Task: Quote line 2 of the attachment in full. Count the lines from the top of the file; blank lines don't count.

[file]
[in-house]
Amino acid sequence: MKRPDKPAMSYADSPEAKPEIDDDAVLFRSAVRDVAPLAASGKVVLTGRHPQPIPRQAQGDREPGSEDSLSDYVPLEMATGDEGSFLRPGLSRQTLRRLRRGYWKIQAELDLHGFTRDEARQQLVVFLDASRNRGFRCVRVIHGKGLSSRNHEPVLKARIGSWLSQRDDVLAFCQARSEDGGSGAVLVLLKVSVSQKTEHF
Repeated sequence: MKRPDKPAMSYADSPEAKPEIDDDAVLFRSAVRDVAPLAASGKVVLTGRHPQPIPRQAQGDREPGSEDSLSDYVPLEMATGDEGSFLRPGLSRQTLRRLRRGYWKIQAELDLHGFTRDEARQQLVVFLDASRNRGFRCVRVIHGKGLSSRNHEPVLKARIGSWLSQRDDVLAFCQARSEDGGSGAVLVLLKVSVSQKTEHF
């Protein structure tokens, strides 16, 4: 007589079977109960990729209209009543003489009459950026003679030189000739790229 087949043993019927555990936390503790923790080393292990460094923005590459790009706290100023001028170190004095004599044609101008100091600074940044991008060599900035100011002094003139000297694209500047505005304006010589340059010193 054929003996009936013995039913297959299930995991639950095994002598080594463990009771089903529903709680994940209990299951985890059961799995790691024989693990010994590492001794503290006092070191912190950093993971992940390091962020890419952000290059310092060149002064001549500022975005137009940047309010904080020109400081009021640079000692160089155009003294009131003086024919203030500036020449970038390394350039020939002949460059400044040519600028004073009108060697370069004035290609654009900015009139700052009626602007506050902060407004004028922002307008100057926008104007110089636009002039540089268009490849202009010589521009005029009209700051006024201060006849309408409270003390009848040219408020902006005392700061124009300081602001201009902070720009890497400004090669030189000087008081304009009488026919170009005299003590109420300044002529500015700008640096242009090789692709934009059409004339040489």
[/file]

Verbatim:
Amino acid sequence: MKRPDKPAMSYADSPEAKPEIDDDAVLFRSAVRDVAPLAASGKVVLTGRHPQPIPRQAQGDREPGSEDSLSDYVPLEMATGDEGSFLRPGLSRQTLRRLRRGYWKIQAELDLHGFTRDEARQQLVVFLDASRNRGFRCVRVIHGKGLSSRNHEPVLKARIGSWLSQRDDVLAFCQARSEDGGSGAVLVLLKVSVSQKTEHF